In fact, getting the big representation for many of you would actually be the kiss of death for your career. The more you accomplish before the big relationships, the better deal you will get and all the better position you will be in to capitalize on that opportunity.
The world doesn’t care about your potential because they don’t know you. As such, they will judge you and any explorations of a future relationship with you based on what you’ve already done.
The only way to prove your value in the industry is to do something. SOMETHING!!
Here’s a few thoughts to consider when building your team.
- Hungry teams are more productive.
- It’s more important to have a team that is invested, that wants to play ball than a bunch of marquis value names.
- In the beginning the bigger names are of no value to you and you are of no value to them, don’t take it personally.
- Make sure they are as enthusiastic about your project as you are!
- Have you heard of Chase Rice? He co-wrote the Florida Georgia Line smash hit “Cruise”.
- Florida Georgia Line was developed arguably by one of the top 3 most powerful songwriters in Nashville; Craig Wiseman. Craig could have tons of high value names on his team but one of the names he had was Chase Rice. My guess is that’s because Chase was a good writer with a good work ethic and a solid head on his shoulders.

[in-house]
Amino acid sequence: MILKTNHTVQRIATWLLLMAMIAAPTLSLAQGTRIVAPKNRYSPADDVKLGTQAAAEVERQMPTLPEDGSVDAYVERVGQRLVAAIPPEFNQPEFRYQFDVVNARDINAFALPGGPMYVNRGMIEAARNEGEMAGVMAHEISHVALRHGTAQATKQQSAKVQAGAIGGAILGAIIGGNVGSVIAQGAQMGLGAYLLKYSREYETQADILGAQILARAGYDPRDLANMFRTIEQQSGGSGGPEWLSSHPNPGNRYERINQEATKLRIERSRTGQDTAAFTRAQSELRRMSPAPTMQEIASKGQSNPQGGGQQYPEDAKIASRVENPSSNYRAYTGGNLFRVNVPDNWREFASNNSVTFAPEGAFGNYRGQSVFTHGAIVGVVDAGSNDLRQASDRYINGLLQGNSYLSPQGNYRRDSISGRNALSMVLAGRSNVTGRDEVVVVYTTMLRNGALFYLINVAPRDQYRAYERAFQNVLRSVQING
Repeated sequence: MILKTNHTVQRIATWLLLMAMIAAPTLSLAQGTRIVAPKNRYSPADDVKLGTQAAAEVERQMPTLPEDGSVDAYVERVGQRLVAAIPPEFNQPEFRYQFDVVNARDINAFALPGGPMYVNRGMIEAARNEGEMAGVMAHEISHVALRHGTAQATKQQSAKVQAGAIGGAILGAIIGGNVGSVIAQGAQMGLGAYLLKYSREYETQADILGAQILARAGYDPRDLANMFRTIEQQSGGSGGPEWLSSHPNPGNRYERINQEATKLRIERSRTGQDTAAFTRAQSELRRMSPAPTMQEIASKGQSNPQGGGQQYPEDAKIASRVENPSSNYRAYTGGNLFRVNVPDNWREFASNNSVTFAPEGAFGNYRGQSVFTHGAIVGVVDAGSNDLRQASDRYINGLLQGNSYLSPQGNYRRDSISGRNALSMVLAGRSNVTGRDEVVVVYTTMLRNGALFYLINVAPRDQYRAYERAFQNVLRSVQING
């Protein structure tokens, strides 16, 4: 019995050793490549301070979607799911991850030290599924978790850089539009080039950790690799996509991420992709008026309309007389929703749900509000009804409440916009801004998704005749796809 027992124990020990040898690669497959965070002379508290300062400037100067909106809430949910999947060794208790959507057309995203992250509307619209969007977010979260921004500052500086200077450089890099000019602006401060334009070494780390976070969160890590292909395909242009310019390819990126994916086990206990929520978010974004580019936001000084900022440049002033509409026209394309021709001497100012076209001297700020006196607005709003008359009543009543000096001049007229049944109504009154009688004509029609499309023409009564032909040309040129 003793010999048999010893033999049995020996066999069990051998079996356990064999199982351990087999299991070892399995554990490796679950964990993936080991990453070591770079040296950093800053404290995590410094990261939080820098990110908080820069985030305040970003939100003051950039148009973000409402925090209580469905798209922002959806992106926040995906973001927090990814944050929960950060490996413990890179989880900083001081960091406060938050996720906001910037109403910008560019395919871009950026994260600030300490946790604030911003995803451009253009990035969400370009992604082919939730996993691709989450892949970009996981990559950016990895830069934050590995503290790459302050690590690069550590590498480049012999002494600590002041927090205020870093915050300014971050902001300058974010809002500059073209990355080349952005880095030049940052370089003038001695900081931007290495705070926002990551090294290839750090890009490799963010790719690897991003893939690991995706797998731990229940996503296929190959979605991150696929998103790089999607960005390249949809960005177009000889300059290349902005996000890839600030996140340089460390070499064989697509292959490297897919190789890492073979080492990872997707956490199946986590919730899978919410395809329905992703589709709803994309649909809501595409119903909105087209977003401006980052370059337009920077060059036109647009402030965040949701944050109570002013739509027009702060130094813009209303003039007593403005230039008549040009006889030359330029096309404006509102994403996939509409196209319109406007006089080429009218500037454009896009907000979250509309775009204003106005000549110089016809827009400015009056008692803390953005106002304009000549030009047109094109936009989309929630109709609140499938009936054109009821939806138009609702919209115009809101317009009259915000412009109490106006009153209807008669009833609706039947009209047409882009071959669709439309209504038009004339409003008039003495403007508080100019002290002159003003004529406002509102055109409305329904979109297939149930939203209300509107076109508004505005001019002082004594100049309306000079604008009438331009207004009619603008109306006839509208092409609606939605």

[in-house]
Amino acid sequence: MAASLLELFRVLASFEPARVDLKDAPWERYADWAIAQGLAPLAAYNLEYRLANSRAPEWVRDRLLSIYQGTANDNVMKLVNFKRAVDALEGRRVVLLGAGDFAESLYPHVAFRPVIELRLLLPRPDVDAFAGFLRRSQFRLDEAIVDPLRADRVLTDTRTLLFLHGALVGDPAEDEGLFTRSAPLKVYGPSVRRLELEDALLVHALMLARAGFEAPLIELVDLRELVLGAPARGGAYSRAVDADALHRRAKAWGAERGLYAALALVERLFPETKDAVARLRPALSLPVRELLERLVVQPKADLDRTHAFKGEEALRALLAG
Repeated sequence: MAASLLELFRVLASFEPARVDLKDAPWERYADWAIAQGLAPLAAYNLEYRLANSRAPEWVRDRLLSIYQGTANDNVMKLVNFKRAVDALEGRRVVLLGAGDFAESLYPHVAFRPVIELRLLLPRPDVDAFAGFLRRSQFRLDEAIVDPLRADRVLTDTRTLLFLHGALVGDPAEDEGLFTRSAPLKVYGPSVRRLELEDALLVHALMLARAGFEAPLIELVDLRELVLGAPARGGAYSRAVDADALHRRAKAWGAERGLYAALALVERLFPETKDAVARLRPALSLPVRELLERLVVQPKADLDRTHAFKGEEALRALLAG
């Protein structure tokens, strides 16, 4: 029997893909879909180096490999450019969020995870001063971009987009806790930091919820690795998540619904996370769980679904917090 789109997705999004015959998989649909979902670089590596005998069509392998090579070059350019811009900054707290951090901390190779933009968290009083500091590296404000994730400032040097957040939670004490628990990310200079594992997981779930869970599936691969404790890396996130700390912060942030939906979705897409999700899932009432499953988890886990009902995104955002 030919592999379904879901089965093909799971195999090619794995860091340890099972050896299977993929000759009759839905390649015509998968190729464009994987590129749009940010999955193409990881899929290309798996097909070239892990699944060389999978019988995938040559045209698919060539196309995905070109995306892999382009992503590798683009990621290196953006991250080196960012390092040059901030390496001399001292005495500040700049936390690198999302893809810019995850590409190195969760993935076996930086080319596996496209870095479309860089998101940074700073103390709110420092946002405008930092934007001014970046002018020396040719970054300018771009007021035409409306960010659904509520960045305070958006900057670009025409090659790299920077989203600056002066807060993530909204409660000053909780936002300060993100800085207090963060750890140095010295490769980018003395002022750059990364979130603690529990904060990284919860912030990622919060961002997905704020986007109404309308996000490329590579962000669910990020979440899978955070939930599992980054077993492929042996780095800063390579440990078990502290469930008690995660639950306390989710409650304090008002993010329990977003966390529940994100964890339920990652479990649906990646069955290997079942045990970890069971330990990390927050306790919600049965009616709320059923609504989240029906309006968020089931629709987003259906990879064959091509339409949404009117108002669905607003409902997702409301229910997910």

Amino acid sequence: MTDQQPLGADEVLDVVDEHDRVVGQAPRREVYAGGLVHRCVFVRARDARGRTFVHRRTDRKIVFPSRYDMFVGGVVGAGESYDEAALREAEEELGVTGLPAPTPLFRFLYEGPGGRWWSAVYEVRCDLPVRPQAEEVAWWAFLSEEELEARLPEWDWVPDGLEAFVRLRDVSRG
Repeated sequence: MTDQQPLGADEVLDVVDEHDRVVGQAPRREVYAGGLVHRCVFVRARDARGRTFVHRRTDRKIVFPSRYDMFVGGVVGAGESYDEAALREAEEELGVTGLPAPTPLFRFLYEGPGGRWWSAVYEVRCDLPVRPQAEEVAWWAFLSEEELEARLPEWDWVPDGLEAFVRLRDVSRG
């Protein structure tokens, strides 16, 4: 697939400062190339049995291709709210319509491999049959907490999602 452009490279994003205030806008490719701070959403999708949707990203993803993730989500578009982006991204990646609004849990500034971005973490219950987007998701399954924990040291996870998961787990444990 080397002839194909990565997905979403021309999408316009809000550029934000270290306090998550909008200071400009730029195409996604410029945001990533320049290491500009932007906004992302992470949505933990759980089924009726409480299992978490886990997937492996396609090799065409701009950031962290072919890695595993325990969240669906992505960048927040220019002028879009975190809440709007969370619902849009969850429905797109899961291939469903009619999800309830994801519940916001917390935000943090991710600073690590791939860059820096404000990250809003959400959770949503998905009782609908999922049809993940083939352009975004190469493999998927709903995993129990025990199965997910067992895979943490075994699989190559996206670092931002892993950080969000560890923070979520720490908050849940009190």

Are you picking up what I’m putting down?
Now, not only is Chase a rising star as an artist, but he is the co-writer of “Cruise”. He wasn’t any of those things when he co-wrote “Cruise”.
- Find your class
- Develop relationships within your class that will add value to your team.
- Get in touch with potential team members (songwriter nights, engineers, producers, etc.)
- You may need to pay them professionally if they’re upperclassmen.
- Doing business is a great way to start team building with upper classmen and you also get something immediate from the exchange.
- Teambuilding within your class is more about personalities and projects than money.
- Once you get to know them figure out what you can do for them to deepen the relationship.
- We have had many writers trade construction work and such for studio time. Pretty cool.
- Interns who work tirelessly to be on the inside. (Our interns freaking ROCK, btw!)
- Eliminate the dregs
- Friends who would take a bullet for you are not necessarily good for the team if they don’t add value.
- Loyal band members are of no use to you if they are the weak link in the band and can’t play. Is there some other place in the organization that will exploit their highest and best use?
- You need a killer live show; a good team is paramount to that.
- Understand the nature of the beast
- Booking agents work off of a percentage (unless you can pay them)
- Managers work off of a percentage (unless you can afford a salary)
- These people will come to you in droves when you are ready for them so stop lamenting the fact that you don’t have them yet.
Get in the game.